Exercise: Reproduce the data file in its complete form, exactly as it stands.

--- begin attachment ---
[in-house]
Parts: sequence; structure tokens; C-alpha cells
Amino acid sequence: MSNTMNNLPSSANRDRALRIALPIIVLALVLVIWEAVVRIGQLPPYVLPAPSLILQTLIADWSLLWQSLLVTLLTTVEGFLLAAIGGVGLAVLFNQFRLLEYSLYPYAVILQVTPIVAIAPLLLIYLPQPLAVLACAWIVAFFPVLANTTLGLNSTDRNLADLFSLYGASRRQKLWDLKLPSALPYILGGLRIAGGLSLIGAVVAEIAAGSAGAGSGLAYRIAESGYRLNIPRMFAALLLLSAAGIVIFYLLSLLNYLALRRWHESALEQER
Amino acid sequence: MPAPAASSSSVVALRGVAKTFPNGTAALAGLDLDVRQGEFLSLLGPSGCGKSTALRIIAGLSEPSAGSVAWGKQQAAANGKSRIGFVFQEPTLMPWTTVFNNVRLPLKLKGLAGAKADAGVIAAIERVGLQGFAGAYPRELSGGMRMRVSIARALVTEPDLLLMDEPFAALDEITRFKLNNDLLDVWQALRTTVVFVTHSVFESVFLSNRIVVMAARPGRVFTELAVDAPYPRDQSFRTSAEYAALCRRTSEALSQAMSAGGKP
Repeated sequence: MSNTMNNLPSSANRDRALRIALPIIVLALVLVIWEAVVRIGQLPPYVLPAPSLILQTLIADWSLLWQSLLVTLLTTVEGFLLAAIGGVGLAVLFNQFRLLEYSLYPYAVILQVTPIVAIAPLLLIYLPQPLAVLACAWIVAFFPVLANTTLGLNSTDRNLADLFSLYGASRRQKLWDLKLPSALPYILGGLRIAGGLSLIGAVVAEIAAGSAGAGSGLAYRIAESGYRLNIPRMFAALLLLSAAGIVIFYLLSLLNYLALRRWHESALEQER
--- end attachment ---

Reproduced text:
[in-house]
Parts: sequence; structure tokens; C-alpha cells
Amino acid sequence: MSNTMNNLPSSANRDRALRIALPIIVLALVLVIWEAVVRIGQLPPYVLPAPSLILQTLIADWSLLWQSLLVTLLTTVEGFLLAAIGGVGLAVLFNQFRLLEYSLYPYAVILQVTPIVAIAPLLLIYLPQPLAVLACAWIVAFFPVLANTTLGLNSTDRNLADLFSLYGASRRQKLWDLKLPSALPYILGGLRIAGGLSLIGAVVAEIAAGSAGAGSGLAYRIAESGYRLNIPRMFAALLLLSAAGIVIFYLLSLLNYLALRRWHESALEQER
Amino acid sequence: MPAPAASSSSVVALRGVAKTFPNGTAALAGLDLDVRQGEFLSLLGPSGCGKSTALRIIAGLSEPSAGSVAWGKQQAAANGKSRIGFVFQEPTLMPWTTVFNNVRLPLKLKGLAGAKADAGVIAAIERVGLQGFAGAYPRELSGGMRMRVSIARALVTEPDLLLMDEPFAALDEITRFKLNNDLLDVWQALRTTVVFVTHSVFESVFLSNRIVVMAARPGRVFTELAVDAPYPRDQSFRTSAEYAALCRRTSEALSQAMSAGGKP
Repeated sequence: MSNTMNNLPSSANRDRALRIALPIIVLALVLVIWEAVVRIGQLPPYVLPAPSLILQTLIADWSLLWQSLLVTLLTTVEGFLLAAIGGVGLAVLFNQFRLLEYSLYPYAVILQVTPIVAIAPLLLIYLPQPLAVLACAWIVAFFPVLANTTLGLNSTDRNLADLFSLYGASRRQKLWDLKLPSALPYILGGLRIAGGLSLIGAVVAEIAAGSAGAGSGLAYRIAESGYRLNIPRMFAALLLLSAAGIVIFYLLSLLNYLALRRWHESALEQER